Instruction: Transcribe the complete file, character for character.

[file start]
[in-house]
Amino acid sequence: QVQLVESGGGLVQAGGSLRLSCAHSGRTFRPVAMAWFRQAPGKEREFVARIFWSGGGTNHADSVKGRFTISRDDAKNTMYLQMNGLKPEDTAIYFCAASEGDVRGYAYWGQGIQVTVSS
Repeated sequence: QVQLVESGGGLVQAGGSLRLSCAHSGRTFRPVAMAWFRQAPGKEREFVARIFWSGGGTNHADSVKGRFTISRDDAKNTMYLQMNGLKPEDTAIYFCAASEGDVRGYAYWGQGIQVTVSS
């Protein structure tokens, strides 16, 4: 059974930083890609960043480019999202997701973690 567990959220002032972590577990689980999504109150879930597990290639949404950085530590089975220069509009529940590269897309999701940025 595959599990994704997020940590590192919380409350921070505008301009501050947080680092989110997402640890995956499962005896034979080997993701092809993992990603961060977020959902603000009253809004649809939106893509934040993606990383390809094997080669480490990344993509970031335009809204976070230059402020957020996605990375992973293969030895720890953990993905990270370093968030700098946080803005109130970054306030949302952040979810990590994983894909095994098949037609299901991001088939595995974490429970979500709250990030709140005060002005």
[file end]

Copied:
[in-house]
Amino acid sequence: QVQLVESGGGLVQAGGSLRLSCAHSGRTFRPVAMAWFRQAPGKEREFVARIFWSGGGTNHADSVKGRFTISRDDAKNTMYLQMNGLKPEDTAIYFCAASEGDVRGYAYWGQGIQVTVSS
Repeated sequence: QVQLVESGGGLVQAGGSLRLSCAHSGRTFRPVAMAWFRQAPGKEREFVARIFWSGGGTNHADSVKGRFTISRDDAKNTMYLQMNGLKPEDTAIYFCAASEGDVRGYAYWGQGIQVTVSS
């Protein structure tokens, strides 16, 4: 059974930083890609960043480019999202997701973690 567990959220002032972590577990689980999504109150879930597990290639949404950085530590089975220069509009529940590269897309999701940025 595959599990994704997020940590590192919380409350921070505008301009501050947080680092989110997402640890995956499962005896034979080997993701092809993992990603961060977020959902603000009253809004649809939106893509934040993606990383390809094997080669480490990344993509970031335009809204976070230059402020957020996605990375992973293969030895720890953990993905990270370093968030700098946080803005109130970054306030949302952040979810990590994983894909095994098949037609299901991001088939595995974490429970979500709250990030709140005060002005």